Scott Cordelle Bone
|Scott Cordelle Bone|
|3rd Governor of Alaska Territory|
June 15, 1921 – June 16, 1925
|Nominated by||Warren G. Harding|
|Preceded by||Thomas Riggs, Jr.|
|Succeeded by||George Alexander Parks|
February 15, 1860|
Shelby County, Indiana
|Died||January 26, 1936
Santa Barbara, California
Scott Cardelle Bone (February 15, 1860 – January 26, 1936) was the third Territorial Governor of Alaska, serving from 1921–1925. A Republican, he was appointed by President Warren G. Harding. He is perhaps best known for making the decision to use dog sleds to transport diphtheria antitoxin 674 miles rather than use a plane in the now-famous 1925 Serum Run, (also known as the "Great Race of Mercy") from which the Iditarod Trail Sled Dog Race stems.
Bone was born in Shelby County, Indiana. He led a very productive life, belonged to numerous organizations and held almost as many positions, such as: chairman of the Alaska Bureau of the Seattle Chamber of Commerce, delegate-at-large to the Republican National Convention, member (and at one time president of) the Gridiron Club, member of the National Press Association, director of publicity for the Republican National Committee, life member of the Red Cross, the Yacht and Country Club of Tampa, Florida, and the Decorated Order of Sacred Treasure of Japan, and a member of the Elks.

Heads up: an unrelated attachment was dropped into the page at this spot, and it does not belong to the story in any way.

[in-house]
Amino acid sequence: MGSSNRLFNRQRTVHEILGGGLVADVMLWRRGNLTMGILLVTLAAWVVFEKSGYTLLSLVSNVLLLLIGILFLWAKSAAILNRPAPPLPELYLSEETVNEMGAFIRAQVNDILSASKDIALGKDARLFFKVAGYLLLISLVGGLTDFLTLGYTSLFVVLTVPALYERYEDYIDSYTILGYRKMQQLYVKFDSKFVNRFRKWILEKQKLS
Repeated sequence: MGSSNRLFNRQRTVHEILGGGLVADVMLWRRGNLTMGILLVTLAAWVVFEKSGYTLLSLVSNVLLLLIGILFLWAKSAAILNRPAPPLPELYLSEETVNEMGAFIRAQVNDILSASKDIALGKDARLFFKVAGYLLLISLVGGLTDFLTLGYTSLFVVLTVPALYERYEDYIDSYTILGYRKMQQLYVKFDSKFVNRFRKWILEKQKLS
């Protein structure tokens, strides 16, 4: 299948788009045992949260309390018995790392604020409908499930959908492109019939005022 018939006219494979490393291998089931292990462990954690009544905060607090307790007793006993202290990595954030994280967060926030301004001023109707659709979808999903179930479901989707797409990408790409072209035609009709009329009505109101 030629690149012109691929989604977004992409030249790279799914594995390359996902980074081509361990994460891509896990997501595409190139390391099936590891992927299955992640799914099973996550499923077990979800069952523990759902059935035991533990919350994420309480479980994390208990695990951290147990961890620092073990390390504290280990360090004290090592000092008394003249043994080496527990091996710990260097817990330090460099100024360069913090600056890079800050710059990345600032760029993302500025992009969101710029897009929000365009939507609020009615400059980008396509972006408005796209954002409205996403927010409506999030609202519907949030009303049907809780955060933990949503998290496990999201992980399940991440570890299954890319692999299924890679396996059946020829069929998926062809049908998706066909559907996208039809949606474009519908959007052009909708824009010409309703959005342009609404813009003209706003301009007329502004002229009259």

He was the editor of the Washington Post, founded the Washington Herald and later was the editor of the Seattle Post-Intelligencer. He was a friend of Pres. Warren G. Harding, Pres. William Howard Taft, Pres. Theodore Roosevelt, and Alice Roosevelt.
He hosted President Harding and his entourage while they visited Alaska in July of 1923.
- Alaska, Its Past, Present, and Future
- Chechahco and Sourdough: A Story of Alaska
- Sketches of Statesmen
- Political Remembrances
- The Cruelest Miles: The Heroic Story of Dogs and Men in a Race Against an Epidemic Gay & Laney Salisbury
Thomas Riggs, Jr.
|Territorial Governor of Alaska
George Alexander Parks